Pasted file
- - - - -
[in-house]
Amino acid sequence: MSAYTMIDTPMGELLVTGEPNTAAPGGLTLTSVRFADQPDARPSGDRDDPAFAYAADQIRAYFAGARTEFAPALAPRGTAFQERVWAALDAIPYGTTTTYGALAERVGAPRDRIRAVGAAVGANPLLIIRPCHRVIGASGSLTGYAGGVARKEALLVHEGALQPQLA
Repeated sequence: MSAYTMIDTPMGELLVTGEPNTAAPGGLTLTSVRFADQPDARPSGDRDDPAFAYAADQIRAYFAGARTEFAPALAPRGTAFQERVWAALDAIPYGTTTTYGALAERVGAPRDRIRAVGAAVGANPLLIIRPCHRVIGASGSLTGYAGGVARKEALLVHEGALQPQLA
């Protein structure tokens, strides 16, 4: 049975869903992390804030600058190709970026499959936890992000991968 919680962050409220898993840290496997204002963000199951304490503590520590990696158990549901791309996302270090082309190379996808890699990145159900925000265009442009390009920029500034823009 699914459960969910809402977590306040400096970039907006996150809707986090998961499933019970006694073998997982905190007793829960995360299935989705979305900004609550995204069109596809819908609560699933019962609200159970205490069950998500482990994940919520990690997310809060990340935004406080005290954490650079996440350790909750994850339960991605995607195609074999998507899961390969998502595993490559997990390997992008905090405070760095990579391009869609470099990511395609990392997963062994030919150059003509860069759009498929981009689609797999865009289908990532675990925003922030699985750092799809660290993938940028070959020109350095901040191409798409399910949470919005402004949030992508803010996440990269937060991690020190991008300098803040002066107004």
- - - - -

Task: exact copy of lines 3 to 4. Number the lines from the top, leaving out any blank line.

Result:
Repeated sequence: MSAYTMIDTPMGELLVTGEPNTAAPGGLTLTSVRFADQPDARPSGDRDDPAFAYAADQIRAYFAGARTEFAPALAPRGTAFQERVWAALDAIPYGTTTTYGALAERVGAPRDRIRAVGAAVGANPLLIIRPCHRVIGASGSLTGYAGGVARKEALLVHEGALQPQLA
């Protein structure tokens, strides 16, 4: 049975869903992390804030600058190709970026499959936890992000991968 919680962050409220898993840290496997204002963000199951304490503590520590990696158990549901791309996302270090082309190379996808890699990145159900925000265009442009390009920029500034823009 699914459960969910809402977590306040400096970039907006996150809707986090998961499933019970006694073998997982905190007793829960995360299935989705979305900004609550995204069109596809819908609560699933019962609200159970205490069950998500482990994940919520990690997310809060990340935004406080005290954490650079996440350790909750994850339960991605995607195609074999998507899961390969998502595993490559997990390997992008905090405070760095990579391009869609470099990511395609990392997963062994030919150059003509860069759009498929981009689609797999865009289908990532675990925003922030699985750092799809660290993938940028070959020109350095901040191409798409399910949470919005402004949030992508803010996440990269937060991690020190991008300098803040002066107004």